Tutorial: Create a Three Colour Dog Print Using Just One Lino Sheet!

Skill Level: Intermediate

Time: 60 Minutes

You'll Need: Lino sheet, pencil, cutter, roller, permanent marker, acrylic paint, spoon, paper


  • Sketching and Outlining the Design:

    Begin with a blank sheet of lino and lightly sketch your design using a pencil. Take your time to ensure the desired composition.

    Once you are satisfied with the design, trace over the outline with a permanent marker. Using an alcohol marker is recommended to prevent the design from washing away during the cleaning process.


    • Cutting Away:

      Using the lino cutting tools, start to cut away the elements of the design that you want to remain white. This may include fur texture, eye details, ear details and whiskers. Take care to cut precisely and follow the outlined areas.


      • Rolling Out the Paint:

      Roll out the desired colour of ink or paint on a smooth, non-porous surface using a brayer or roller. Ensure that the ink or paint is evenly spread.


      • Applying Paint to the Lino Sheet:

      Apply the ink or paint to the lino sheet, covering the remaining raised areas. You will notice that the areas you previously cut away will remain the colour of the lino
      sheet (in this case, pink), indicating where the ink or paint will not print.


      • Aligning and Printing:

      Choose the placement for your print and carefully align the lino sheet.
      Place a sheet of printing paper on top of the inked lino sheet, ensuring it aligns correctly.

      Apply even and consistent pressure on the reverse side of the paper using a spoon or baren. This will transfer the ink or paint from the lino sheet to the paper.


      • Creating Multiple Prints:

        It is advised to make at least five prints using the same lino sheet. This gives you a better chance of getting a print you’re totally happy with.
        Wash and dry your sheet of lino. If any parts of your design have washed away, now is the time to reapply them using a pen or permanent marker.


        • Cutting Away for the Next Colour:

          While your prints are drying, return to the same sheet of lino and start cutting away the areas that you want to remain the second colour (e.g., blue). Leave behind the areas that will react with the next colour to create a new shade. Add any additional details or textures to the design as desired.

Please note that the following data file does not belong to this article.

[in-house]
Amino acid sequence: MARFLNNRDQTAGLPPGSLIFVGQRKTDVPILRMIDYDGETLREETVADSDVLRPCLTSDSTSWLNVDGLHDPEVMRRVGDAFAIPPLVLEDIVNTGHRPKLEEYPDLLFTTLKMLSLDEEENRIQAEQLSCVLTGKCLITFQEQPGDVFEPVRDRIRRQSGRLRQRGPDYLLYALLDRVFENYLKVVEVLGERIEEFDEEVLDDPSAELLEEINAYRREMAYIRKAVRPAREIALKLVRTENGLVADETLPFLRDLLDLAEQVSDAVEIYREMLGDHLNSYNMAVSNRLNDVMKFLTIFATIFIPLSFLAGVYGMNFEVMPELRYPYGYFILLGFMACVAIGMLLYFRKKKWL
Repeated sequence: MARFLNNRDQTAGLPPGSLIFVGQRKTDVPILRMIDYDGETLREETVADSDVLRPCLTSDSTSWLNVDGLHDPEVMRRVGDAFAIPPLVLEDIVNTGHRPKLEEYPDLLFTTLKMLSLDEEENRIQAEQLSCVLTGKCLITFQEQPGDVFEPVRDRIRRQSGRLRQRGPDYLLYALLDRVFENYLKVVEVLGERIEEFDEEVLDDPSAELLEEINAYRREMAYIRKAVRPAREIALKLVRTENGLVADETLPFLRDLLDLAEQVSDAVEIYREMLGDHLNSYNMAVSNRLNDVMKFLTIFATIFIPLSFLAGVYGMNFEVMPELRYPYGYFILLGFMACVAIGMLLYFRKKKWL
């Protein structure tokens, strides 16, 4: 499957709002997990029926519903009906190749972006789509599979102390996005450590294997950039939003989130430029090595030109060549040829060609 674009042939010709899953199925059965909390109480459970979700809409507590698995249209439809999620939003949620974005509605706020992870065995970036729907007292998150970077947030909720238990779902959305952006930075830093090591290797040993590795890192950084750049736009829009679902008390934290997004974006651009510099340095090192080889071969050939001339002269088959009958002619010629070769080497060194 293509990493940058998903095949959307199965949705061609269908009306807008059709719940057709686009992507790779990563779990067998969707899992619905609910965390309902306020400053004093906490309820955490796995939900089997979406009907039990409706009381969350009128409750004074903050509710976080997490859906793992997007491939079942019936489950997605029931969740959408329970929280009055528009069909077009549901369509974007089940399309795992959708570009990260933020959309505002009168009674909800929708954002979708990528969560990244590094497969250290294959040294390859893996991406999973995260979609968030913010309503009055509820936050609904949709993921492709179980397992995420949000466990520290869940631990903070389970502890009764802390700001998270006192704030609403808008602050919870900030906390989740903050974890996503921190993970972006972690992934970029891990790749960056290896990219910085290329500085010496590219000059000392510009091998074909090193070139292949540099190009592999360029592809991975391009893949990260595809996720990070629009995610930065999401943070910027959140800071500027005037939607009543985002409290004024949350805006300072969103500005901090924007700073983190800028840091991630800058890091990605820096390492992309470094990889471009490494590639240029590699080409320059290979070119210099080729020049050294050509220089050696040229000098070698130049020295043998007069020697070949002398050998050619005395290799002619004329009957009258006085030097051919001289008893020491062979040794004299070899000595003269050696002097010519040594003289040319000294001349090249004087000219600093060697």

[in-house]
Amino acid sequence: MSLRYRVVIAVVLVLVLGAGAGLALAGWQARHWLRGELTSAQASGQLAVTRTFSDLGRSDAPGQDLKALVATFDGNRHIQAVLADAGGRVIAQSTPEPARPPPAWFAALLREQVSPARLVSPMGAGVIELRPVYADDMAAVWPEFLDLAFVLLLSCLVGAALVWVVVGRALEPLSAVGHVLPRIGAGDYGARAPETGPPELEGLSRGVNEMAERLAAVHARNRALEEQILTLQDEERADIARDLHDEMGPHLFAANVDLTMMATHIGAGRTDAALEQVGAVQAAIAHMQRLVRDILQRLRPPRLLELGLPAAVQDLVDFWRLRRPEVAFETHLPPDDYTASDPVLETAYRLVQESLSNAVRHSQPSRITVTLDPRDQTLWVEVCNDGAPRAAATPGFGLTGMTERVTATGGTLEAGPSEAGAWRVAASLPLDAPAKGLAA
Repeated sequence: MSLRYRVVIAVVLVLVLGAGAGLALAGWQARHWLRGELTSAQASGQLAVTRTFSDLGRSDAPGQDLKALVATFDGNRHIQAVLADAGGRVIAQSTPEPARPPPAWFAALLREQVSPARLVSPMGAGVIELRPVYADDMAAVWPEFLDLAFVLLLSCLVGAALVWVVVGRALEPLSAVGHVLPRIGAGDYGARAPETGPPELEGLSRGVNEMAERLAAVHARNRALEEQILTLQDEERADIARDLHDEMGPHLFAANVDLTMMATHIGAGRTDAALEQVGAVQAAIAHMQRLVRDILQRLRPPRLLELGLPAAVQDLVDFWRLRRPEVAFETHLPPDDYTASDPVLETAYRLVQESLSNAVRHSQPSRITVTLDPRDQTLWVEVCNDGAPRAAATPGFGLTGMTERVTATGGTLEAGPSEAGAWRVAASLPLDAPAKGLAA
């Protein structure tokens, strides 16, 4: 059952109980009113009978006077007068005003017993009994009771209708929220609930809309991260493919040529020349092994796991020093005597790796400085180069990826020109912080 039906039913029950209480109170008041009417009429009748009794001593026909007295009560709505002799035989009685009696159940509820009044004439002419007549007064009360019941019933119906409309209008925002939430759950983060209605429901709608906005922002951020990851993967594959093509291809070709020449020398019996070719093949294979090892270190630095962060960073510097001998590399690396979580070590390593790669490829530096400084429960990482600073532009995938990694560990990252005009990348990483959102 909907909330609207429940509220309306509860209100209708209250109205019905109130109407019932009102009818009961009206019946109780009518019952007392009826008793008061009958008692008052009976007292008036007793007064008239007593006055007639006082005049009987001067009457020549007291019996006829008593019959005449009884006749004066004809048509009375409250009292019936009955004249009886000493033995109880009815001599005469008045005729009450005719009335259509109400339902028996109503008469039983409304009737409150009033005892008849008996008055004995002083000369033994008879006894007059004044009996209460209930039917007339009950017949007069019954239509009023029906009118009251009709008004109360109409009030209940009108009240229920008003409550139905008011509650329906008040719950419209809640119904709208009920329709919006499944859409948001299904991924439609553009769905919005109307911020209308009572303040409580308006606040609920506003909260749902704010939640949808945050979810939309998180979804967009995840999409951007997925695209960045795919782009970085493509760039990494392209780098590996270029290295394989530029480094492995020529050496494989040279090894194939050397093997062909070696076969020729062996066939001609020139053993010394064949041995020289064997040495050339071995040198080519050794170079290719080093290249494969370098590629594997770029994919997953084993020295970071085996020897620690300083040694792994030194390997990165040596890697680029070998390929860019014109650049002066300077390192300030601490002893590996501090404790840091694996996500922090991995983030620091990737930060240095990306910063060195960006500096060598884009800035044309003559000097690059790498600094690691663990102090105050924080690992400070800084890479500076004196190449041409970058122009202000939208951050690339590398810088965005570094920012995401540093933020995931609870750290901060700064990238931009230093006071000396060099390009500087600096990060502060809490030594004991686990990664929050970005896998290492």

• Printing the Second Colour:

            Ink up the lino sheet with the second colour when you are satisfied with the design. Create prints following the same printing process as before. The interaction of the new colour with the previous layer will create a different shade (e.g., burgundy from blue and red).

            Clean and dry the lino sheet before proceeding to the final colour.


            • Printing the Final Colour:

              Repeat the cutting process to remove the areas that you want to keep black. Enhance the texture or details as desired. We cut out some texture into the dog’s fur and cut away the ground around the dog’s body.

              Ink up the lino sheet with the final colour (black) and ensure the design is as intended. Print the final layer using the same process as before, aligning the lino sheet and applying pressure to transfer the ink.


              • Analysing your prints:

              Interestingly, during the process of these prints, it was discovered that the test prints turned out better and even more captivating than the final prints. The test prints showcased unexpected textures, colour interactions, and uniqueness to each print.

              This serves as a reminder of the importance of experimentation in printmaking, as
              it allows for unexpected discoveries and the opportunity to push the boundaries of
              creativity. Embracing the unpredictability of the artistic process can lead to truly
              remarkable and intriguing results.


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